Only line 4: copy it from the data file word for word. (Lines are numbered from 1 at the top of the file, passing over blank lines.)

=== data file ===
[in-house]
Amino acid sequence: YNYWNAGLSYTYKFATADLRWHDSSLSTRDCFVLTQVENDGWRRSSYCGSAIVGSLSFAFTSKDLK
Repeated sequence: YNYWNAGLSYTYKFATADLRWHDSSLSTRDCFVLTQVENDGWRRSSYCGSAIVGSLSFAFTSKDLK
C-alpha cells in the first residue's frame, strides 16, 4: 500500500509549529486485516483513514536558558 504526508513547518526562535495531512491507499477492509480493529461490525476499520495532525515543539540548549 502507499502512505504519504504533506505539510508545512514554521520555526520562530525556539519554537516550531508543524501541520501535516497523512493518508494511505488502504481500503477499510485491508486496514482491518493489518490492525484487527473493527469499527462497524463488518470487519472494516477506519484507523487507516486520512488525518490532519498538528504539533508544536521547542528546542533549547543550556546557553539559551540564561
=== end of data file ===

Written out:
C-alpha cells in the first residue's frame, strides 16, 4: 500500500509549529486485516483513514536558558 504526508513547518526562535495531512491507499477492509480493529461490525476499520495532525515543539540548549 502507499502512505504519504504533506505539510508545512514554521520555526520562530525556539519554537516550531508543524501541520501535516497523512493518508494511505488502504481500503477499510485491508486496514482491518493489518490492525484487527473493527469499527462497524463488518470487519472494516477506519484507523487507516486520512488525518490532519498538528504539533508544536521547542528546542533549547543550556546557553539559551540564561